- Include your child in the decision to spend time away from home. Taking part even in small decisions increases a child’s feelings of control. Feeling forced to leave home, the Pediatrics article notes, often increases the severity of homesickness.
- Practice being away from home. Schedule two or three days at a friend’s or relative’s house. Avoid talking by phone. Afterward, talk together about how the time apart felt, what worked, and what you might try the next time to make it easier.
- Learn about the new environment. It’s easy to browse the Aloha website and to connect with fellow campers ahead of time.
- Prepare together. Pack together. Mark the time that will be spent at camp on a family calendar.
- Keep in touch at a distance. Research suggests that phone calls and text messaging exacerbates homesickness during stays away from home lasting one month or less. Letter writing encourages self-reflection. Practice writing letters ahead of time to give children confidence that they’ll be able to communicate and maintain contact with you. Include pre-stamped and pre-addressed envelopes and paper with camp supplies.
- Emphasize the adventure, not the separation. In her letters to Nathaniel and Hannah, Patricia Manney writes about what’s going on at home, and encourages them to share their stories with her. “It reinforces how much you value their experience,” she says. As the end of their time at camp approaches, she tells them she’s looking forward to seeing where they lived, learning more about the activities they pursued, and meeting the friends they’ve made and the counselors who have worked with them. “It’s a way of saying, ‘I’m excited about your accomplishments,’” Manney explains, and it also helps parents and children make the transition to being together again.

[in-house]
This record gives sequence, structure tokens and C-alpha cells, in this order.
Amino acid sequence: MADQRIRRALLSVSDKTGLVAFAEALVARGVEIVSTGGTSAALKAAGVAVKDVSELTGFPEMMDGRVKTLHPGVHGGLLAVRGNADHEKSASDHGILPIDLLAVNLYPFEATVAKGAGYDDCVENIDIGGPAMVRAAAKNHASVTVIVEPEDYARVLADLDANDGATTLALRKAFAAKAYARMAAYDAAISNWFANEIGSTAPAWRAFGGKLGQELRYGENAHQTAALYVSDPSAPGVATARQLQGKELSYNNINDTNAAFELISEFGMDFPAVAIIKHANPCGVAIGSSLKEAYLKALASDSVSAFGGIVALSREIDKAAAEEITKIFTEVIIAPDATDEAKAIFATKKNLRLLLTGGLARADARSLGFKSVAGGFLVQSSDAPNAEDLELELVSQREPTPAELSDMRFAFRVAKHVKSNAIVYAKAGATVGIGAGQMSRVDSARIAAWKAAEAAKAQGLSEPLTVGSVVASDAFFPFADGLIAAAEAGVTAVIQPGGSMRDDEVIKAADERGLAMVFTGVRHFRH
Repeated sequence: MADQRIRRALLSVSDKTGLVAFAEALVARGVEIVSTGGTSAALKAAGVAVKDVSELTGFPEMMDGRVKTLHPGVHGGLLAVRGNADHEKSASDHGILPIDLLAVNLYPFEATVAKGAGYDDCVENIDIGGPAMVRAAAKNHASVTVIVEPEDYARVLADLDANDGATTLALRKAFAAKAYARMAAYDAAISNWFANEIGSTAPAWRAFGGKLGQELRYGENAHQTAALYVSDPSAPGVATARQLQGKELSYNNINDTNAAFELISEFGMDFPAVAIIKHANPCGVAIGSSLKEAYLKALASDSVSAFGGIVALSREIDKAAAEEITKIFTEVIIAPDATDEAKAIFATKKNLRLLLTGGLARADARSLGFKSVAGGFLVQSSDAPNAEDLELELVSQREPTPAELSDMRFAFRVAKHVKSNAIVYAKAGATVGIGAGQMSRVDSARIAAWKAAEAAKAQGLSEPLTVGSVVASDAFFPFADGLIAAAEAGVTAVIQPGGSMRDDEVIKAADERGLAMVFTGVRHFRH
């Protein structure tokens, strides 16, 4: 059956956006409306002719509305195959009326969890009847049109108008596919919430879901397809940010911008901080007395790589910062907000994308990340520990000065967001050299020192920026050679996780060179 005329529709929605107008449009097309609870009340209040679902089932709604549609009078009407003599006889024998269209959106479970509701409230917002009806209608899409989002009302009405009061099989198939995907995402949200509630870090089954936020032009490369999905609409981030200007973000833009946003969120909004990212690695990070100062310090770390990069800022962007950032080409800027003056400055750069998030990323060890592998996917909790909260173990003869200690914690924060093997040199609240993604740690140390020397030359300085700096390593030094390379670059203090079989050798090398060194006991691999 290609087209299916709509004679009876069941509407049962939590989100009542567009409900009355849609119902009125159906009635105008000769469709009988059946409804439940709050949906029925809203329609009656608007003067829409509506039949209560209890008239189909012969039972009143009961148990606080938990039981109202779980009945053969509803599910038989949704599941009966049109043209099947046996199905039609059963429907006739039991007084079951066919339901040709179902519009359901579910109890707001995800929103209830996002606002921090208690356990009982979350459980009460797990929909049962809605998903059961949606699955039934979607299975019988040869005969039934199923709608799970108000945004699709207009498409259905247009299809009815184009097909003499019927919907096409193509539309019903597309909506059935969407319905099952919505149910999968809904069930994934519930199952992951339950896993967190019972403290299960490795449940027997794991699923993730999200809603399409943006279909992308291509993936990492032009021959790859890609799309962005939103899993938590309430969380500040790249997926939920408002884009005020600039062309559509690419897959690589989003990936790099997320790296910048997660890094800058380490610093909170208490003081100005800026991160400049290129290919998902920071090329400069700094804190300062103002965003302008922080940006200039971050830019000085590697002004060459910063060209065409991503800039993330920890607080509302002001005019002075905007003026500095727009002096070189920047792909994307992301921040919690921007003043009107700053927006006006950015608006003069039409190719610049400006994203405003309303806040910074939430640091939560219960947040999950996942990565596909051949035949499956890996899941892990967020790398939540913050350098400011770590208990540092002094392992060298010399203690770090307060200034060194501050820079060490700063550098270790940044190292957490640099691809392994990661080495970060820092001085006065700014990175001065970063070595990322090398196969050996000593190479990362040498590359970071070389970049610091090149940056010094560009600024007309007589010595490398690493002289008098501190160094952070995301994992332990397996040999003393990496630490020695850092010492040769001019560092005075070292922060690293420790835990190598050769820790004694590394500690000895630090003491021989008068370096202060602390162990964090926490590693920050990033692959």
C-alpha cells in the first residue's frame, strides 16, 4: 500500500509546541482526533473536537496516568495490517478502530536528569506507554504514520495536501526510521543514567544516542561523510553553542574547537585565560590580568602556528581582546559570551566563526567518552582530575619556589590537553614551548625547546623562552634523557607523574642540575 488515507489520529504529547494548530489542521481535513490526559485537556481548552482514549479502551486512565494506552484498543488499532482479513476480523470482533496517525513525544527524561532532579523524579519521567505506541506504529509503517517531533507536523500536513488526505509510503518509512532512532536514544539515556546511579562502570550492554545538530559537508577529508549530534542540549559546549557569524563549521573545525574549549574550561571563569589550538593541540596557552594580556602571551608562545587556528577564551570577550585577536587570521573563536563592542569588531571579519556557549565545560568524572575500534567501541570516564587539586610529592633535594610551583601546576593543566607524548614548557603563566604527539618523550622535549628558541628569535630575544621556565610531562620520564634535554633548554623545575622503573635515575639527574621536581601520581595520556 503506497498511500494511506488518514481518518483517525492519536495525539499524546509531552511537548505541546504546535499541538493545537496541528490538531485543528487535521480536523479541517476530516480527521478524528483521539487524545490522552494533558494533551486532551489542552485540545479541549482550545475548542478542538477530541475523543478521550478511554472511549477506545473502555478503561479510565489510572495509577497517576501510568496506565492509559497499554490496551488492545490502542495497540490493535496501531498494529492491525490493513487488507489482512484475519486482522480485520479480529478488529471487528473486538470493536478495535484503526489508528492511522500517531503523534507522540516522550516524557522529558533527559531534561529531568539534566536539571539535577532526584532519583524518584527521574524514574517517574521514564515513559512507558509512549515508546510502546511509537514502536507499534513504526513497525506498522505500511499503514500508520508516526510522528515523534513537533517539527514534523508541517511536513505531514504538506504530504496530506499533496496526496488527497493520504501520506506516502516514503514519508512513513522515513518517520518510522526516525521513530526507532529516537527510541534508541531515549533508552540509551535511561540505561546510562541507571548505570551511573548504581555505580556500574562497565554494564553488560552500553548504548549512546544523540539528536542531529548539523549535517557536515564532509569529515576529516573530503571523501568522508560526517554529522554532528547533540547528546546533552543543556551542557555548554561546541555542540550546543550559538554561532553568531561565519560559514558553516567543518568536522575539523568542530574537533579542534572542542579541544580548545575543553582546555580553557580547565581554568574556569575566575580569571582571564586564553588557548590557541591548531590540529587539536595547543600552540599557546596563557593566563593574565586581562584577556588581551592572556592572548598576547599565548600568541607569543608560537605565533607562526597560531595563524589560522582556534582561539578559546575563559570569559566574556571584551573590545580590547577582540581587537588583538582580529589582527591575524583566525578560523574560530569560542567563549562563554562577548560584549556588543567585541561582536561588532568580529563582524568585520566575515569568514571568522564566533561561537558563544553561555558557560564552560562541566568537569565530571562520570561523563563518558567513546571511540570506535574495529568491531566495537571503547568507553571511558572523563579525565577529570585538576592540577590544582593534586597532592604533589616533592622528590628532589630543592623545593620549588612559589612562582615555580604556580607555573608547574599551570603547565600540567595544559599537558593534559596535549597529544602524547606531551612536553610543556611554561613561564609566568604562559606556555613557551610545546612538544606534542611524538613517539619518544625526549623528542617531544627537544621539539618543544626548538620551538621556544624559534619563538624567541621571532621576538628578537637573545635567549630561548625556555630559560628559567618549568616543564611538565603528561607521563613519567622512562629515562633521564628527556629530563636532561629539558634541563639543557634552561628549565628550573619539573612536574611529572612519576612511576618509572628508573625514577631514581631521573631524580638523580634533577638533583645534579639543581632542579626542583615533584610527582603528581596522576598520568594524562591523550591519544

- It can be tempting to give a child who is concerned about going away to camp an “out” — to promise an early pick-up if the child is missing home too much. Lanakila director Boffey has seen such promises backfire. “If kids are wondering if they should come home or not, they don’t get involved and committed the way they need to.”
- Express confidence in your child’s resilience, even if a child is homesick. Boffey will say to a parent whose son is homesick at Lanakila, “The thought we all want him to have is, ‘This is really hard right now but I’m here for seven weeks and I better figure a way to work it out.’ That thought will encourage him to ask for help and to face the fear, loneliness, or difficulty. Facing the fear and learning he can do it is, I think, one of the very reasons you are sending him to camp.”
Manney thinks it’s easier for kids to become integrated into a community during a full session. The first one or two weeks, she says, they’re figuring everything out, getting into the swing of things. They’re only starting to get it by the third week, right before the half-sessions end. Returning campers integrate much more quickly. When Nathaniel saw his parents halfway through summer at Parents Weekend, he felt sad. Not because he was homesick — but because he realized the summer was half over, and he had so much more he wanted to do before it ended.
Her advice to parents: “Trust the process. Aloha has been doing this for 106 years; they’ve got it down.”
“Aloha has one of the greatest senses of community and mission of any organization I’ve ever been involved with,” she says. “It maintains the best of what tradition has to offer, but in a way that lets kids define the experience as they see fit. Aloha seems to say, ‘All we want is for you to be yourself. Yourself is enough. Yourself is wonderful.’ The process is so beautiful that if parents trust in it, their children will bring that beauty home.”
Author Kristen Laine, writes and blogs about environmental education, women’s issues and children in the outdoors. After her graduation from Harvard, Kristen went west, and in between outdoor expeditions in the Seattle area, became “Outside Magazine Online’s” first editor. Now on the east coast, Kristen lives with her husband and two children in Orange, New Hampshire, and when she’s not writing, can often be found rowing on the Connecticut River.